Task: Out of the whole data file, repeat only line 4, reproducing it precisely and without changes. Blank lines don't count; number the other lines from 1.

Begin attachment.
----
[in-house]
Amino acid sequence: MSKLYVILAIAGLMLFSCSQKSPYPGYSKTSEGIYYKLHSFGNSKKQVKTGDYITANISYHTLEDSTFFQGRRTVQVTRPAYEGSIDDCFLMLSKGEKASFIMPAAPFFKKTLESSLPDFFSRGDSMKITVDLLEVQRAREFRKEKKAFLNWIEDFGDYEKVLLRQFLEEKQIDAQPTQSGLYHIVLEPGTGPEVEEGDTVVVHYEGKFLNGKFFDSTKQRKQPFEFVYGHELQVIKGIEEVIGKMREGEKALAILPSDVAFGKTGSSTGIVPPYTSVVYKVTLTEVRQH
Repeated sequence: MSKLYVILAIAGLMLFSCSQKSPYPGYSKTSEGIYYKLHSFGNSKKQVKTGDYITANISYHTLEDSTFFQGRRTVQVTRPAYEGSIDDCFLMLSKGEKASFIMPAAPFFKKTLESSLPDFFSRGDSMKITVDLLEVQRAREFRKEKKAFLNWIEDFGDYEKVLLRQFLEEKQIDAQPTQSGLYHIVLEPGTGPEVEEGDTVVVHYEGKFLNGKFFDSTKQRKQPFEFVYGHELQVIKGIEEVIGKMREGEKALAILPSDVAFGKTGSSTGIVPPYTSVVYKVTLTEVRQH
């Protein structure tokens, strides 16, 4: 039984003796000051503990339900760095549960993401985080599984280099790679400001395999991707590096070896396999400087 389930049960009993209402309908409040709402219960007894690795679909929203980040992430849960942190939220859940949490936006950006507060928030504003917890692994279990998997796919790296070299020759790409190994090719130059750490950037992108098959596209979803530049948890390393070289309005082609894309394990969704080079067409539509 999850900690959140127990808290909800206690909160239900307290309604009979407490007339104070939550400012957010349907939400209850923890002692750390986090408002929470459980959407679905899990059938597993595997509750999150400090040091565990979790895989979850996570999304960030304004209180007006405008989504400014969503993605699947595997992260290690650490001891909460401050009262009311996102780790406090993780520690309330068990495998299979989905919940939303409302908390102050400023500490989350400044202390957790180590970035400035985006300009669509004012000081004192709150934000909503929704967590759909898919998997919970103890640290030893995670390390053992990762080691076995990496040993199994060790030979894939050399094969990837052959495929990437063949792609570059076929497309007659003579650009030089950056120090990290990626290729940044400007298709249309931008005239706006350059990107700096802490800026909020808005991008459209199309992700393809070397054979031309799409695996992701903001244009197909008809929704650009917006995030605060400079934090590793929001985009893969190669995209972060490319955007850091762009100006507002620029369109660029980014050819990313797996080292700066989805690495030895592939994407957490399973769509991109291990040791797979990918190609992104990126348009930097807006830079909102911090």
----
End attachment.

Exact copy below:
């Protein structure tokens, strides 16, 4: 039984003796000051503990339900760095549960993401985080599984280099790679400001395999991707590096070896396999400087 389930049960009993209402309908409040709402219960007894690795679909929203980040992430849960942190939220859940949490936006950006507060928030504003917890692994279990998997796919790296070299020759790409190994090719130059750490950037992108098959596209979803530049948890390393070289309005082609894309394990969704080079067409539509 999850900690959140127990808290909800206690909160239900307290309604009979407490007339104070939550400012957010349907939400209850923890002692750390986090408002929470459980959407679905899990059938597993595997509750999150400090040091565990979790895989979850996570999304960030304004209180007006405008989504400014969503993605699947595997992260290690650490001891909460401050009262009311996102780790406090993780520690309330068990495998299979989905919940939303409302908390102050400023500490989350400044202390957790180590970035400035985006300009669509004012000081004192709150934000909503929704967590759909898919998997919970103890640290030893995670390390053992990762080691076995990496040993199994060790030979894939050399094969990837052959495929990437063949792609570059076929497309007659003579650009030089950056120090990290990626290729940044400007298709249309931008005239706006350059990107700096802490800026909020808005991008459209199309992700393809070397054979031309799409695996992701903001244009197909008809929704650009917006995030605060400079934090590793929001985009893969190669995209972060490319955007850091762009100006507002620029369109660029980014050819990313797996080292700066989805690495030895592939994407957490399973769509991109291990040791797979990918190609992104990126348009930097807006830079909102911090």